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18 January 2005: Stories From Full Inclusion (5 of 7)

I know that there are many, many reasonable, effective, caring teachers who wouldn't allow Harry to play with a tennis ball in their classroom. I don't blame them one bit. There are two reasons why I allowed it to continue, and they seem to be fairly effective elements for evaluation of educational practices.

First, was this practice making it harder or easier for Harry to learn? Well, in my observations, it was clearly making his academic life easier. Giving that student something to focus on, other than his compulsive behavior, made it easier for him to focus on the classwork or discussion at hand. His work was getting done, he was participating in positive ways, and his nose blowing had nearly stopped. Is it possible the ball was a focusing force, rather than a distracting force?

Second, was Harry's tennis ball making it harder or easier for the rest of the class to learn? This is the part where I am most proud. Shocking as it may be, no student other than Harry touched the ball during class time. No one tried. More shocking, never once did I hear the words "Harry" "ball" and "not fair" in the same sentence. They understood that it was in everyone's best interest that Harry get what he needed, and they could see that he needed that tennis ball.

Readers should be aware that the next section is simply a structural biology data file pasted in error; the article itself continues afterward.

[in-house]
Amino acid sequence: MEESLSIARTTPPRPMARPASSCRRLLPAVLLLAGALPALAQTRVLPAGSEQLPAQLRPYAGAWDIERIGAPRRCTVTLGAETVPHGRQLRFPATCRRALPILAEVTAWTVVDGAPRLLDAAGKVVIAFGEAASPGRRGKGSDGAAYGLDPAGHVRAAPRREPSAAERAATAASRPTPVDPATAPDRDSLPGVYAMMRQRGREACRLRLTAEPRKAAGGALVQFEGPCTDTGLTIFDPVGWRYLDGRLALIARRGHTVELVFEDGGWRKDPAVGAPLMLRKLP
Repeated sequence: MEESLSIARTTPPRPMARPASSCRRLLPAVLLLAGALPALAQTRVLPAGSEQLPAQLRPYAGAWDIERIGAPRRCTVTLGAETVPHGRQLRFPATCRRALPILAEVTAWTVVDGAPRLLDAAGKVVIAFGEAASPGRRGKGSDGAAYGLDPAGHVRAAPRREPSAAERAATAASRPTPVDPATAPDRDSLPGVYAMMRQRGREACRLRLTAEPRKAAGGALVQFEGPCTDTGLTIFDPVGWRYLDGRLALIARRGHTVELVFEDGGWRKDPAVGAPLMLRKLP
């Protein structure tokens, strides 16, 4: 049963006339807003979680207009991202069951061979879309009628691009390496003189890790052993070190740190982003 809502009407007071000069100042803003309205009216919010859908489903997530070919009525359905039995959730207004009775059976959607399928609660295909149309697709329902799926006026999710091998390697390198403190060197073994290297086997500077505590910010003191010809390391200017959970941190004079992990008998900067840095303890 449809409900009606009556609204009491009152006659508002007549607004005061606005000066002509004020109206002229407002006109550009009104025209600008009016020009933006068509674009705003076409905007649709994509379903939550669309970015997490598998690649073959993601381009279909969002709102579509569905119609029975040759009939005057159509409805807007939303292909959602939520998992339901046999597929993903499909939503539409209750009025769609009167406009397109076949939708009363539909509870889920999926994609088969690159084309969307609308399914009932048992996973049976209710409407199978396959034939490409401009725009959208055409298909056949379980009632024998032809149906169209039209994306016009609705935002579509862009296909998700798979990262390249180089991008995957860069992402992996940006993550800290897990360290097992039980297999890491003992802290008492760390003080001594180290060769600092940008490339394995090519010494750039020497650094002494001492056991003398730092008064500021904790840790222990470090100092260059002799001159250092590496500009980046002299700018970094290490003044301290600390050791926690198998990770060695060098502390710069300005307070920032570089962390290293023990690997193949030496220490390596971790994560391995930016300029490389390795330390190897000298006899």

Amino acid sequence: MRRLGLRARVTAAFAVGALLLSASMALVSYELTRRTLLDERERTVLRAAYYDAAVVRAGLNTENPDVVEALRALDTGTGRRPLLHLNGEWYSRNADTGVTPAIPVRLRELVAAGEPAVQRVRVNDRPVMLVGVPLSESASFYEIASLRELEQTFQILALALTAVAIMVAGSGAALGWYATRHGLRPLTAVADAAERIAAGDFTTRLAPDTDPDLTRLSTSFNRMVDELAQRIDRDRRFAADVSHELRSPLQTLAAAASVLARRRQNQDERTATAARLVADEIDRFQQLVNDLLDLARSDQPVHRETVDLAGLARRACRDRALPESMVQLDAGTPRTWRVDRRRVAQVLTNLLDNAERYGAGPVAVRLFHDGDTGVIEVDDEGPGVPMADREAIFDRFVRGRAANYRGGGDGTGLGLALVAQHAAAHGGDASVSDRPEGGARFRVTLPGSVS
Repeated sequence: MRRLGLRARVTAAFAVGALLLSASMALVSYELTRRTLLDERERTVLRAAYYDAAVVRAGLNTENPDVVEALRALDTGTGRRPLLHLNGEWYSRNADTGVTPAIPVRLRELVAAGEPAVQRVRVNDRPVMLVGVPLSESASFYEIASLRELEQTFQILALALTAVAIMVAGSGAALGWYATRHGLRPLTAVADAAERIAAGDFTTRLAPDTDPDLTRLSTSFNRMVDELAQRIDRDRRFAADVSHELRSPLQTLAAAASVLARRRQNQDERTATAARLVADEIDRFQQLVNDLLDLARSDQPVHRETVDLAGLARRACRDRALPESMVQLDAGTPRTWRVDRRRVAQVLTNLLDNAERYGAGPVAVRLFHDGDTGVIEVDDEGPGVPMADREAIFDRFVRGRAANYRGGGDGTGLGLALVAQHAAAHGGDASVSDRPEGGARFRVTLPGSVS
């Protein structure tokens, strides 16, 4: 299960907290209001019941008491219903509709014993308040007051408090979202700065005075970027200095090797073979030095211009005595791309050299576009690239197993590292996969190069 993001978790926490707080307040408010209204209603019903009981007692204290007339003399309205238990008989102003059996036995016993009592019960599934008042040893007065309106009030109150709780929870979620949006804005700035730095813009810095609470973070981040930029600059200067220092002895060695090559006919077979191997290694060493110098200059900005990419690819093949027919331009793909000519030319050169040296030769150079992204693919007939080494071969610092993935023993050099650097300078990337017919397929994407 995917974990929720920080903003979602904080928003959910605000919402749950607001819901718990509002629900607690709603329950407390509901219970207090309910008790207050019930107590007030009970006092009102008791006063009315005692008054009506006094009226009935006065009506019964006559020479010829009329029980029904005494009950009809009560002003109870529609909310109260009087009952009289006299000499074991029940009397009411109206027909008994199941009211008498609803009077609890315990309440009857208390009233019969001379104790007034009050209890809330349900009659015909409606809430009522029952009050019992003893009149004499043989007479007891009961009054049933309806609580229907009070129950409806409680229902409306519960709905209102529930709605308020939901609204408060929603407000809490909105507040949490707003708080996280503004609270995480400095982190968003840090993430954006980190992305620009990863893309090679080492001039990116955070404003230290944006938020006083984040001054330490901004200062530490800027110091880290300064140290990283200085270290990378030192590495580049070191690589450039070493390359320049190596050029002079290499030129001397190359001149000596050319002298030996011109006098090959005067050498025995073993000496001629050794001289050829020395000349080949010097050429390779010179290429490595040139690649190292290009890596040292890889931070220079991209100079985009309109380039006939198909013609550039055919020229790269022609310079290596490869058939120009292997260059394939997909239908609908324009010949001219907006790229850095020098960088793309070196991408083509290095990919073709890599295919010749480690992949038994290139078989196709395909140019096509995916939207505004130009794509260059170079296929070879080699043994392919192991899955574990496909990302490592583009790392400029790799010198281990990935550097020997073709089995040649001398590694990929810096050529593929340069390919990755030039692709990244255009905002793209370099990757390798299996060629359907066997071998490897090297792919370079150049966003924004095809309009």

teaching quote of the day

Tell me and I forget. Show me and I remember. Involve me and I understand.

- Chinese proverb

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